Crisis On Earth-X has reinforced the fact that the DCCW consistently outperforms the DCEU.
As I watched Crisis on Earth-X, I kept thinking one thing: This is so much better than Justice League. Fair warning to anyone who hasn’t finished the crossover, this review will contain spoilers.
The CW shows are really far better than they have any right to be. Though Arrow took itself a bit too seriously in the first season, the shows have now embraced their superhero roots. The Flash has managed to take zany, Silver Age superhero concepts and make them work in a modern-day TV show. Supergirl has succeeded largely by following that same model. And though Legends of Tomorrow is the weakest of the bunch, it still manages to be an entertaining distraction.
Ever since The Flash premiered, the shows have crossed over at different points. But last year’s Invasion crossover brought all the characters together. Crisis on Earth-X took it a step further, creating a new title card just for these episodes, which gives it the feeling of a mini-series.
The story opens with the heroes coming together for Barry and Iris’ wedding, but it’s quickly interrupted when Nazis turn up, led by goosestepping versions of Supergirl and Green Arrow. Though it was initially believed that there were fifty-two Earths in the multiverse, the heroes learn there’s a fifty-third one. The aptly-named Earth-X is one in which the Nazis developed the atomic bomb first and went on to conquer the planet.
After having conquered their world, they’ve now set their sights on Earth-1. But there’s another reason—the Earth-X Supergirl needs a new heart. And her husband, the Earth-X Oliver Queen, will stop at nothing to get a replacement from our Supergirl.
Crisis on Earth-X spins a tale expertly combining several classic superhero tropes. We get villains crashing a wedding and evil doppelgängers of the heroes. But my personal favourite is a time-honoured trope of superhero comics: Nazis get punched—a lot.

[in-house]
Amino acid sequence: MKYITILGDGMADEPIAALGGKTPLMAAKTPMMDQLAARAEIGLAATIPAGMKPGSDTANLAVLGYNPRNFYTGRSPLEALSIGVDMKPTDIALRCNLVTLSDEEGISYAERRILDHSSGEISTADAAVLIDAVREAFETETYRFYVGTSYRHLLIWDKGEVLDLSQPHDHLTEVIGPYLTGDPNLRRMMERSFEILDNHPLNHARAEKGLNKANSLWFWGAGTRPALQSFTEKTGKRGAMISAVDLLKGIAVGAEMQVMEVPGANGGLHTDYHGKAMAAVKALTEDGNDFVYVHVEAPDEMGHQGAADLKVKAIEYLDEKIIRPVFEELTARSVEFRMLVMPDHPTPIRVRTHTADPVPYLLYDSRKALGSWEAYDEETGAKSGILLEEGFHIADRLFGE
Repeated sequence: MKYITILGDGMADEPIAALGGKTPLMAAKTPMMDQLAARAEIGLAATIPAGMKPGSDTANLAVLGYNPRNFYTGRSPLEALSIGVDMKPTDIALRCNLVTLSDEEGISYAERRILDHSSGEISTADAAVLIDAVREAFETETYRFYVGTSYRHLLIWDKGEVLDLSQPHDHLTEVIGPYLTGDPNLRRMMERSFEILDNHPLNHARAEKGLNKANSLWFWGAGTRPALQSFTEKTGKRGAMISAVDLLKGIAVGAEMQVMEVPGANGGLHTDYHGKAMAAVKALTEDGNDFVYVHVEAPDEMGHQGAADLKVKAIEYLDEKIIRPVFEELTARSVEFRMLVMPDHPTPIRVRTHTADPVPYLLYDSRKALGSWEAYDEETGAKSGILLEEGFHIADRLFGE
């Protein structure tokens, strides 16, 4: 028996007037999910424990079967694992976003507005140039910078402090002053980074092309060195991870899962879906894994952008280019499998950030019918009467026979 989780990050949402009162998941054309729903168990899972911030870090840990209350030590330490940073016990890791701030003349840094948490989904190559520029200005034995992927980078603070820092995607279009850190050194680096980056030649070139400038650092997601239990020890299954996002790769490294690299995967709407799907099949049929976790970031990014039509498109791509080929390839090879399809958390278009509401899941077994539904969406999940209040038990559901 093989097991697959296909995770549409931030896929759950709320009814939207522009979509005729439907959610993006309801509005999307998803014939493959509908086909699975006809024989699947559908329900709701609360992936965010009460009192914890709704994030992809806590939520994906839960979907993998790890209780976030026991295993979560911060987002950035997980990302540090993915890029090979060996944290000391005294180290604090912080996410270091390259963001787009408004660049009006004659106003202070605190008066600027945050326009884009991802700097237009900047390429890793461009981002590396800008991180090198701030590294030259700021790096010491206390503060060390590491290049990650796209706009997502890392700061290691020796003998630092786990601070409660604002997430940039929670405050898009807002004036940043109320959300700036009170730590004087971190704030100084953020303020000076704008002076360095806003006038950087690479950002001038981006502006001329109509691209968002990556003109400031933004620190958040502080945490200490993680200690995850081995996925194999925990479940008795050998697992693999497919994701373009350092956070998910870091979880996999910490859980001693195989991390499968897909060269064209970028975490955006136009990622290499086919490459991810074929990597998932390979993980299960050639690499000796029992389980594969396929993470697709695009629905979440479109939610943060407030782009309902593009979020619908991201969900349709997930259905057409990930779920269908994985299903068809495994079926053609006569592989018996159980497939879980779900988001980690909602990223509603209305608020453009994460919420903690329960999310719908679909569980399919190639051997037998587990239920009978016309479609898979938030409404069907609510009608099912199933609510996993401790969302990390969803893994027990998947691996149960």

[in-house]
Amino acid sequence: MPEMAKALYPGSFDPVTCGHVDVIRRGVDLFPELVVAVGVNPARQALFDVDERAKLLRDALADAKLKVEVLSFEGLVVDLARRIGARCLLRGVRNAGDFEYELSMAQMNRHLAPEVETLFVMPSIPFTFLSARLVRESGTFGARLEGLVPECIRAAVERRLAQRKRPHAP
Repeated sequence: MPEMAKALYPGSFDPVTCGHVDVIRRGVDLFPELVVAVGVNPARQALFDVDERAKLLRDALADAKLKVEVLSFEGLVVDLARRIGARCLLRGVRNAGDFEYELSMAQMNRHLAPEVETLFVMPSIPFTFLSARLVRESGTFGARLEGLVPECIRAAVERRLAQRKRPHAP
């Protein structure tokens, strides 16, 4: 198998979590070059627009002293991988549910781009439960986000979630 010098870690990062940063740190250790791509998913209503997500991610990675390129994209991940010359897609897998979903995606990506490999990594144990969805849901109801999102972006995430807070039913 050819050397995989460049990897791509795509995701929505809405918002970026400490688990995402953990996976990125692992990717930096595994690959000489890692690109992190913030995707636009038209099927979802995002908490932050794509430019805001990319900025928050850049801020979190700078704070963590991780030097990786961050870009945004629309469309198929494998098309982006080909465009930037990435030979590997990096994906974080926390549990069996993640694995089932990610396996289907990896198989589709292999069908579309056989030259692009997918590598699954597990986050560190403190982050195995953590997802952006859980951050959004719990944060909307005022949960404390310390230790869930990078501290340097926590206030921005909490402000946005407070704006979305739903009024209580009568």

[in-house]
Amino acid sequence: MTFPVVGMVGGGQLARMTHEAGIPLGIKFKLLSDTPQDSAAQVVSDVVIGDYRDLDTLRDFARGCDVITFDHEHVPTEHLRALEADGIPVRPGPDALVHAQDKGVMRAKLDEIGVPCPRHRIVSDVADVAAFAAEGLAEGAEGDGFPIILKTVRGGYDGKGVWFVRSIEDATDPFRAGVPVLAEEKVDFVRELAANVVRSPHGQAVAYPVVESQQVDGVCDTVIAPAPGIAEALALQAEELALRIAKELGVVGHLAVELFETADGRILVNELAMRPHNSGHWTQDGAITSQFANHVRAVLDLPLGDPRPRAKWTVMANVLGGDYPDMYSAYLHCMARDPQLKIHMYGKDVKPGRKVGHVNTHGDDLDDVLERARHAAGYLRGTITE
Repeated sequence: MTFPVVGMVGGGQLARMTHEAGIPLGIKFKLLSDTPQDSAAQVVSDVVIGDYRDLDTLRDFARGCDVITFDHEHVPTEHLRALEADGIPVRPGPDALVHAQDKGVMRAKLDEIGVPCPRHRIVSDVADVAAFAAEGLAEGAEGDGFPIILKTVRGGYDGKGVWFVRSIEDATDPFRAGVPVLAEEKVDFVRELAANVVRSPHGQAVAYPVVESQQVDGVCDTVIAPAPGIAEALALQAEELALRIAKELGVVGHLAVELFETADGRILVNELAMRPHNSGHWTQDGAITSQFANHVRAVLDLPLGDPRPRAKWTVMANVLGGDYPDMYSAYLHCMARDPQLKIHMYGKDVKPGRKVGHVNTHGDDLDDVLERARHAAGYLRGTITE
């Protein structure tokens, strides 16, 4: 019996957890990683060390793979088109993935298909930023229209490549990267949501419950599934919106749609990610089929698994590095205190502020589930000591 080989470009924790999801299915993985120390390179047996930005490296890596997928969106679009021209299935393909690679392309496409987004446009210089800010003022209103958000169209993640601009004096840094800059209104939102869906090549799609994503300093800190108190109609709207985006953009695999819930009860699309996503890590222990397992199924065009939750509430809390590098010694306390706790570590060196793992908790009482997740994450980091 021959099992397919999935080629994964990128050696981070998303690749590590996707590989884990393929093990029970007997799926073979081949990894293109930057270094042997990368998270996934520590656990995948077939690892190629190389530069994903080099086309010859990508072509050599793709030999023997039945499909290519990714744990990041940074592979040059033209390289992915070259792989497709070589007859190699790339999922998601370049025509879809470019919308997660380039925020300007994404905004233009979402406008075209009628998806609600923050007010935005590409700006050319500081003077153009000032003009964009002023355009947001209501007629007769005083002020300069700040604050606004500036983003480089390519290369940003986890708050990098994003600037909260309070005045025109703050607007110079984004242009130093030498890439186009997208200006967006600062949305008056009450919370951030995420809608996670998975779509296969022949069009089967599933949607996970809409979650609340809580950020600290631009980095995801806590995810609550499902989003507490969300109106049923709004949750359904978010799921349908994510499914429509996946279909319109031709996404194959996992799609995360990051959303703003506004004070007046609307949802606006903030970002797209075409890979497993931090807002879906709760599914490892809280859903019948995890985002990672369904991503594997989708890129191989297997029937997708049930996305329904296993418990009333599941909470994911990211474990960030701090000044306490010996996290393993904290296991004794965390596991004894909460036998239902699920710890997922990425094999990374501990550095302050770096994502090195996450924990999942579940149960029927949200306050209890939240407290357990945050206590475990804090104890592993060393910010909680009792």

The Characters Bring It Together
Though there is plenty of action in Crisis on Earth-X, what drives it are the characters. Kara and Alex are both suffering from recent heartbreaks. Meanwhile, Oliver and Felicity are in a tough spot because they want different things. And on the Waverider, Jax wants to stay Firestorm while Martin wants to return to his family.
The Nazi doppelgängers, dimension-hopping, and a massive cast of characters would seem to leave no room for characterisation. On the contrary, the best thing about the crossover is how it deals with these characters. Martin and Jax’s interactions have always been great, and this is no exception. In addition to those, we also get some incredible moments between Alex and Sara and Felicity and Iris.
The return of Wentworth Miller as the Earth-X Snart provides a familiar yet at the same time fresh relationship with Heatwave. And the revelation of his relationship with the Ray was a nice touch. And as great as Tom Cavanagh is as Harry, it’s a lot of fun watching him chew all the scenery as the Reverse-Flash once more.
Dominic Purcell has some great one-liners throughout the event, as always. And watching Mick try and scare Caitlin into becoming Killer Frost is hilarious. Though it is curious why Barry would invite a former rogue to his wedding but not someone like Ray Palmer.
And by far, the greatest moment of the two-night event? Supergirl’s words to her Earth-X doppelganger in the final battle—”General, would you like to step outside?” The DCCW’s callbacks to its film and TV predecessors are fun. But that was in a class all on its own.
If there’s one downside, it’s that several characters kind of fall by the wayside. Wally gets sidelined to protect Joe and Cecile offscreen early in part one, Diggle only appears at the very end of part four, J’onn has what amounts to a cameo, and the other Legends are missing for most of the event.
The event sadly isn’t all laughs. Though handled extremely well, I was extremely saddened by Martin’s death. Of all the Legends, Martin may have grown the most as a character. Going from a cold, aloof man who buries himself in work to someone who understands the value of family has been wonderful to watch. Victor Garber is one of the standout actors on the show, and his chemistry with Franz Drameh’s Jax never missed a beat.
Seeing Martin die after he was so close to getting what he wanted was the hardest part of the event. But the series gave him the perfect send-off. Martin went out a hero in the end, and provided inspiration for the others to keep going.
New Things Ahead?
A few big changes came out of Crisis. For one, Barry and Iris and Oliver and Felicity are now married. Though significant, it’s not the biggest change. Instead, the biggest changes fall on the Legends.
With Martin dead, the team is short one man. Jax is now a one-man Firestorm. But Crisis ended with Citizen Cold, the Earth-X version of Snart, deciding to stick around. Leo is much more heroic than Leonard was, as was his world’s Heatwave. Watching Leo interact with the rest of the crew, especially Mick, will make for some interesting episodes.
But the big takeaway from Crisis on Earth-X is that the DCCW consistently outperforms the DCEU. It’s a pity that I now care more about characters like Green Arrow and Firestorm than I do about Batman and Superman. And with Black Lightning on the horizon, it looks like the DCCW is only going to continue its winning streak.
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